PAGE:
In a rail environment, signalling engineering enables operators to regulate the movement of trains on the network with minimum conflict or delay. A signalling engineer will choose to specialise in design, construction, maintenance or project management. Key accountabilities include: designing infrastructure assets including signals, train stops, track circuits, train detection systems, point operation and detection systems, traction (electrical current) return arrangements, vital interlocking systems, SCADA/telemetry systems, and active level crossings; and testing and commissioning new signalling systems and maintaining signalling and associated supporting systems.
Knowledge, skills and attributes
Signalling attracts engineers who enjoy facing new challenges and learning new technology. Signal engineers should like solving technical problems through applying logical reasoning, and enjoy developing creative solutions within the boundaries of fundamental signalling principles, standards and safety requirements.
A signalling career offers opportunities that can be field or office-based. They can range from urban offices and workshops, to rail corridors in remote areas.
Entrance requirements and ongoing training and development
There are no specific railway signalling subjects or courses available at the undergraduate level in Australia. To become a signals engineer you will need to have tertiary qualifications in electrical, electronic, computer systems, telecommunications, or mechatronics. If you work with operational systems, you would require software engineering, information technology or computer science. Engineers with qualifications from overseas must have their degrees assessed by Engineers Australia or the Institute of Professional Engineers NZ. In Australia, signal engineers require professional certification from Engineers Australia and/or the Institution of Railway Signal Engineers (IRSE).
Central Queensland University offers a Graduate Diploma of Railway Signalling and Telecommunications and a Master of Railway Signalling and Telecommunications which is designed to develop competent and qualified railway signal engineers.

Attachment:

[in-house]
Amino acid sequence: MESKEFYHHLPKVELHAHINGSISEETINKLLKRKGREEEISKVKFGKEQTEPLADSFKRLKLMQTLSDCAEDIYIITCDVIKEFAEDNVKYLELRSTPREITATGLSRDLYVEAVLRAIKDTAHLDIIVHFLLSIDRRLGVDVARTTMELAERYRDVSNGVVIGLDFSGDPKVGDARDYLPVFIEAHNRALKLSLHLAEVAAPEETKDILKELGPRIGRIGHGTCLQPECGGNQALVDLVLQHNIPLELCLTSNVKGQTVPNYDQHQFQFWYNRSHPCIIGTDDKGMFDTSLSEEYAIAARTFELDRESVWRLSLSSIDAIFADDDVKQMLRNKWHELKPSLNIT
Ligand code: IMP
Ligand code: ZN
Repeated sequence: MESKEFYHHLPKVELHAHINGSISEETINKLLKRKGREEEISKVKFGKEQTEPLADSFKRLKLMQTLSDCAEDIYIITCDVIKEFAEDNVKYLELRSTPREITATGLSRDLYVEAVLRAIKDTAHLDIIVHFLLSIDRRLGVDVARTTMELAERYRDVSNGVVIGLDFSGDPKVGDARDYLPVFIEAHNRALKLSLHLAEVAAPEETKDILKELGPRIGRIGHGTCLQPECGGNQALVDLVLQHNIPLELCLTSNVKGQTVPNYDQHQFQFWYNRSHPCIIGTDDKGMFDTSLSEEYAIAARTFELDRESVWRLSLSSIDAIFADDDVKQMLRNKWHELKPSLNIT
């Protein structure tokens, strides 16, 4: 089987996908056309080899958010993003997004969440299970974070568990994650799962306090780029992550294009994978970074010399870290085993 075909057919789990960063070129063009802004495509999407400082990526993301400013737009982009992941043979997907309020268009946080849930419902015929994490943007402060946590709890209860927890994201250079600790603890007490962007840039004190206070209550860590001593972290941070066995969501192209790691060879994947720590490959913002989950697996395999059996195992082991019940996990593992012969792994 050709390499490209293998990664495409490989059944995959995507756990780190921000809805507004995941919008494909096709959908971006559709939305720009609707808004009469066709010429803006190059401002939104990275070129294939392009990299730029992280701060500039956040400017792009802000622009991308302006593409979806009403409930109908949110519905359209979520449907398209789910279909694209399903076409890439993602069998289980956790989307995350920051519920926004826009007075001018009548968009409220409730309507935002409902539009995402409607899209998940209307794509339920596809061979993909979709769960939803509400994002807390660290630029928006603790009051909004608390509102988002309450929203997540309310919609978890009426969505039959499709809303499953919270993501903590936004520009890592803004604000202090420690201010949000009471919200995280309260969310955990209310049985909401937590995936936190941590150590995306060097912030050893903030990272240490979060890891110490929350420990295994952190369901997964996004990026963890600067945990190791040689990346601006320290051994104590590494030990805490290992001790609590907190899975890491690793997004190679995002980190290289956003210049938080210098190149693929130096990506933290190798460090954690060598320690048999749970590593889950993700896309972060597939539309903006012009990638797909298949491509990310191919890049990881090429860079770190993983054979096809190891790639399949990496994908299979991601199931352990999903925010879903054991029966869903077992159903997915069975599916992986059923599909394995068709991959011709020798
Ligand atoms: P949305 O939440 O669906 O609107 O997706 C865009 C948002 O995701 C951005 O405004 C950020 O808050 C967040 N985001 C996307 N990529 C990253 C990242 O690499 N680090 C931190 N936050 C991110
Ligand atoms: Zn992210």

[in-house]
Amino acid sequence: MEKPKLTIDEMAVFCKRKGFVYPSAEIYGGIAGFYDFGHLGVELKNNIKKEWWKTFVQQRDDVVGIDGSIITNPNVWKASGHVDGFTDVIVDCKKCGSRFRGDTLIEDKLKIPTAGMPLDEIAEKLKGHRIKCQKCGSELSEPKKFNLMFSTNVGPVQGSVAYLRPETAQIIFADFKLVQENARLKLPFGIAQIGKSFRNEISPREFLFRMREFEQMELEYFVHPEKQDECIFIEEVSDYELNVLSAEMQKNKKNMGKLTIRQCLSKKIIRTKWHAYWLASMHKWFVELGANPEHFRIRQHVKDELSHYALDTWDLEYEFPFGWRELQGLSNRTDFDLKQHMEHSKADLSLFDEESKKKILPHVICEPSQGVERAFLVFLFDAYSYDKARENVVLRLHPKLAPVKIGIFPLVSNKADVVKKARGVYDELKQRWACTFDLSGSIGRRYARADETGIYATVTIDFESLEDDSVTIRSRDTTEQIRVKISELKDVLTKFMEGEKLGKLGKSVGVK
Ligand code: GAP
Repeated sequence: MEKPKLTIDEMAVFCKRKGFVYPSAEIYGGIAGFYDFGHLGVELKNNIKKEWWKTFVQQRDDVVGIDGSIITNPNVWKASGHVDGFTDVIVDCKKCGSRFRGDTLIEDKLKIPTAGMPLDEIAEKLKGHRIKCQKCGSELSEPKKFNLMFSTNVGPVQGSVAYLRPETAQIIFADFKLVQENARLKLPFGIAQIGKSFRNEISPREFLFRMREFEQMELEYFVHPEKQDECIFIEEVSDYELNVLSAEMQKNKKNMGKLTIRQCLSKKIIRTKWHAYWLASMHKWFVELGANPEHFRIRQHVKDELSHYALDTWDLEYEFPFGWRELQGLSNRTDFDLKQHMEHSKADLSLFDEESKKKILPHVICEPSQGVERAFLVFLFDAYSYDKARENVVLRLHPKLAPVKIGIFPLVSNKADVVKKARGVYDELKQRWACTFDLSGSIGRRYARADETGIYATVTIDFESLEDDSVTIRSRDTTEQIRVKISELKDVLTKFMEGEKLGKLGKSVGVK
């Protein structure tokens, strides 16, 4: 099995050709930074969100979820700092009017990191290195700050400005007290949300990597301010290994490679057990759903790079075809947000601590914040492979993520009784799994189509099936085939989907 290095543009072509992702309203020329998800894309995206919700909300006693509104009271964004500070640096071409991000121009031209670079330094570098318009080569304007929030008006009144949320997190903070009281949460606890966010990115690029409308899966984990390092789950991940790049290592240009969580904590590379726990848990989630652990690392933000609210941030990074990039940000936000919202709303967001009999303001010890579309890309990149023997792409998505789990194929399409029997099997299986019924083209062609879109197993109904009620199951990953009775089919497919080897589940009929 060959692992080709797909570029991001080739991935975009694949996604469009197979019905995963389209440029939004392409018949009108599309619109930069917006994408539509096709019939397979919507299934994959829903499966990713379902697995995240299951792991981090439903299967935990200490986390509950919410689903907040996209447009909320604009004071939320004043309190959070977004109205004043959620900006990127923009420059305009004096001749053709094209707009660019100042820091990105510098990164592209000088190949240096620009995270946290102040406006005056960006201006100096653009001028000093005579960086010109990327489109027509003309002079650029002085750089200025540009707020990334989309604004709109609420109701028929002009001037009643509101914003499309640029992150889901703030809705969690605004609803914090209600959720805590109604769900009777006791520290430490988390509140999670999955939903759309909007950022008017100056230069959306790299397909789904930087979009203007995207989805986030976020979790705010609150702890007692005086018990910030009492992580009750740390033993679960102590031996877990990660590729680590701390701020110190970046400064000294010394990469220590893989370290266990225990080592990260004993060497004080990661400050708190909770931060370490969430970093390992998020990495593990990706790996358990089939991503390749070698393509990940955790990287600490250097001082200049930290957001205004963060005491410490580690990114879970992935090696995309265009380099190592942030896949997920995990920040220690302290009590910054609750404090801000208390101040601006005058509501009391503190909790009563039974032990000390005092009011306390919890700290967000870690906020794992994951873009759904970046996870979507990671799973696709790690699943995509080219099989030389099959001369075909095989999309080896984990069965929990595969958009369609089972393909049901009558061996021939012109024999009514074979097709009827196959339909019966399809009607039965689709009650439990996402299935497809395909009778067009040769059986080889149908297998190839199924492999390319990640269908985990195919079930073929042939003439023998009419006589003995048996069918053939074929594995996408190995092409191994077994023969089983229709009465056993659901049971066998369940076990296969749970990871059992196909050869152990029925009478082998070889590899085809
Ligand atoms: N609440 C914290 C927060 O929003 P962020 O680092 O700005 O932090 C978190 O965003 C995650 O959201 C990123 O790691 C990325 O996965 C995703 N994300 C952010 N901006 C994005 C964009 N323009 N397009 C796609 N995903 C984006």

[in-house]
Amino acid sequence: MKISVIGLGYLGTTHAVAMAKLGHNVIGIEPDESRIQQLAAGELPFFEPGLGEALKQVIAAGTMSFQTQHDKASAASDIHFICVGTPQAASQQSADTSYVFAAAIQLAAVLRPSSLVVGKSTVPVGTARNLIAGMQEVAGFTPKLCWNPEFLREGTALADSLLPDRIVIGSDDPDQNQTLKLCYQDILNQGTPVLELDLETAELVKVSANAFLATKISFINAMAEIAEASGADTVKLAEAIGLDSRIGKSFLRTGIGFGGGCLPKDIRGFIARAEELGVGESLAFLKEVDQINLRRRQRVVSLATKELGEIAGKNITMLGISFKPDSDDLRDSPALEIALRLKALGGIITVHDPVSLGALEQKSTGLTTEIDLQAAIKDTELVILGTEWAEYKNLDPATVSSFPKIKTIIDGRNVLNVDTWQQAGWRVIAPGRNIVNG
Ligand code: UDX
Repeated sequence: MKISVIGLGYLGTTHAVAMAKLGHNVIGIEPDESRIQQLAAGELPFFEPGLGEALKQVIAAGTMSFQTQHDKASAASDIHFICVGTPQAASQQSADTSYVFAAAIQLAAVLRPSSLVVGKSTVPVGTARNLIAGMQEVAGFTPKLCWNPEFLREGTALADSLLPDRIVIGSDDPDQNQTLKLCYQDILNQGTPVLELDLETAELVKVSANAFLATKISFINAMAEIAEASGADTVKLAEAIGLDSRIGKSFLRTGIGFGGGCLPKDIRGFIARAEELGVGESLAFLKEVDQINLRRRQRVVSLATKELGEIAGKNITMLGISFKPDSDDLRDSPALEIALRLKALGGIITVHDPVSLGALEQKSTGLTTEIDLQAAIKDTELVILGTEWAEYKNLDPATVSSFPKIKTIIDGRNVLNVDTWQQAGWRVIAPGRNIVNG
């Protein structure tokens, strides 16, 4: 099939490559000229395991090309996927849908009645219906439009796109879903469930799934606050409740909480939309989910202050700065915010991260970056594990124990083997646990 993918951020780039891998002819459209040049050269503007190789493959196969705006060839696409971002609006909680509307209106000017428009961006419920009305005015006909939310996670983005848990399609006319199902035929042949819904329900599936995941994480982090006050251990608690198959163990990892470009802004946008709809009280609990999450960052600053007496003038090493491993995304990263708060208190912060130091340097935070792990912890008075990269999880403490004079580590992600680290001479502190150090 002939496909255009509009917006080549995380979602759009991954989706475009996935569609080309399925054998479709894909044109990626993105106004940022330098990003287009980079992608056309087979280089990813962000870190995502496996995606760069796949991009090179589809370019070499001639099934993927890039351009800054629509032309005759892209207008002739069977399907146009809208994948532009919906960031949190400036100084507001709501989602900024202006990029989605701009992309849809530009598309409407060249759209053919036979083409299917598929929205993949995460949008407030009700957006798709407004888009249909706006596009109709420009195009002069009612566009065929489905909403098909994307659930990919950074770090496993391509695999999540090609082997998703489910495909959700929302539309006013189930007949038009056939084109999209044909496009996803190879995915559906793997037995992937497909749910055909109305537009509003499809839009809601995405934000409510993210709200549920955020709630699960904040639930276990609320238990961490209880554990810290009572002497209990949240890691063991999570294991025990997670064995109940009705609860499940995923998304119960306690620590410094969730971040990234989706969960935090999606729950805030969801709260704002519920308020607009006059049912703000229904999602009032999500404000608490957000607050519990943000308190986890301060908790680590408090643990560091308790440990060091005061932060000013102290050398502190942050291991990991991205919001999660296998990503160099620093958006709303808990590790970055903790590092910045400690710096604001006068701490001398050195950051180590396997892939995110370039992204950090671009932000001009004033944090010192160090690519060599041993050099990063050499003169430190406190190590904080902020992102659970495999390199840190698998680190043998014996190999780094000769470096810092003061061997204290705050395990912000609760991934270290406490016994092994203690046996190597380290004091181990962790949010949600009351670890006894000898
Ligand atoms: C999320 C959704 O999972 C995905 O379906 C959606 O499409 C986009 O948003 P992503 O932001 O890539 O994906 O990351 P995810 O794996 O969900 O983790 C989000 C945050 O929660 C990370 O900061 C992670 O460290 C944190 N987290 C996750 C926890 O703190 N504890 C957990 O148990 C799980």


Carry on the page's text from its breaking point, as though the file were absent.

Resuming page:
The value of a career in the rail industry
For even more details on what you might earn, the diversity of companies you could work for and the career opportunities available, visit the following careers and training websites. Careers in Rail by the Australasian Railway Association; About the Rail Industry by Rail Skills Australasia and Rail Training by the Transport and Logistics Industry Skills Council (TLISC).
For more information
The rail industry offers a wide range of opportunities. There are many options open to you, and your career may take many turns depending on what stage you are at in life and your personal circumstances. You may also have opportunities to work with rail partners on large infrastructure projects. Once in the rail industry, to progress in a career, you will need to complete additional studies or authorisations which will depend on operational and state requirements. Due to the complexities of the rail environment, it takes time to become a specialist and it may be difficult to move laterally into other specialised areas.
Typically, an engineer will progress from an entry level position such as a graduate or assistant engineer, through to more senior positions with specialist skills in one of the following areas: project management, operations, asset construction and maintenance, design, and development of standards. Eventually, you may become a chief engineer. You may also develop specific expertise in estimation or research and development.
The jobs below may require additional qualifications as well as experience.